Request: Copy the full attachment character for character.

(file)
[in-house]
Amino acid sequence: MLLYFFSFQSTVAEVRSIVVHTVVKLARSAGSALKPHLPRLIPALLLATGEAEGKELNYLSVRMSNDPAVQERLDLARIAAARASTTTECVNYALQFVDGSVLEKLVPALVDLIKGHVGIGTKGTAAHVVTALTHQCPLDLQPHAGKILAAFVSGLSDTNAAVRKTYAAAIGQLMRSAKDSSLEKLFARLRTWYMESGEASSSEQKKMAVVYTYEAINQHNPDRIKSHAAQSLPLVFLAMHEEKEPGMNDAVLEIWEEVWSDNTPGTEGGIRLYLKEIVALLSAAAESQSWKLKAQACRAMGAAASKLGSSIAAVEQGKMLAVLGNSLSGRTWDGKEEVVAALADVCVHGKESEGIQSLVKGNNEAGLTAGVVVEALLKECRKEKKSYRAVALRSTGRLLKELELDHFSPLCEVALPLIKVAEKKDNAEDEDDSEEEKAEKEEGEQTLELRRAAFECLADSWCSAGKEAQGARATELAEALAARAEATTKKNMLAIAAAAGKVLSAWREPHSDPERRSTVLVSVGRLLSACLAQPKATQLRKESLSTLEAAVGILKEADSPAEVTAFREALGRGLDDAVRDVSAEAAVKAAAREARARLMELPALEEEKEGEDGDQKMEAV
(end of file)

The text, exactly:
[in-house]
Amino acid sequence: MLLYFFSFQSTVAEVRSIVVHTVVKLARSAGSALKPHLPRLIPALLLATGEAEGKELNYLSVRMSNDPAVQERLDLARIAAARASTTTECVNYALQFVDGSVLEKLVPALVDLIKGHVGIGTKGTAAHVVTALTHQCPLDLQPHAGKILAAFVSGLSDTNAAVRKTYAAAIGQLMRSAKDSSLEKLFARLRTWYMESGEASSSEQKKMAVVYTYEAINQHNPDRIKSHAAQSLPLVFLAMHEEKEPGMNDAVLEIWEEVWSDNTPGTEGGIRLYLKEIVALLSAAAESQSWKLKAQACRAMGAAASKLGSSIAAVEQGKMLAVLGNSLSGRTWDGKEEVVAALADVCVHGKESEGIQSLVKGNNEAGLTAGVVVEALLKECRKEKKSYRAVALRSTGRLLKELELDHFSPLCEVALPLIKVAEKKDNAEDEDDSEEEKAEKEEGEQTLELRRAAFECLADSWCSAGKEAQGARATELAEALAARAEATTKKNMLAIAAAAGKVLSAWREPHSDPERRSTVLVSVGRLLSACLAQPKATQLRKESLSTLEAAVGILKEADSPAEVTAFREALGRGLDDAVRDVSAEAAVKAAAREARARLMELPALEEEKEGEDGDQKMEAV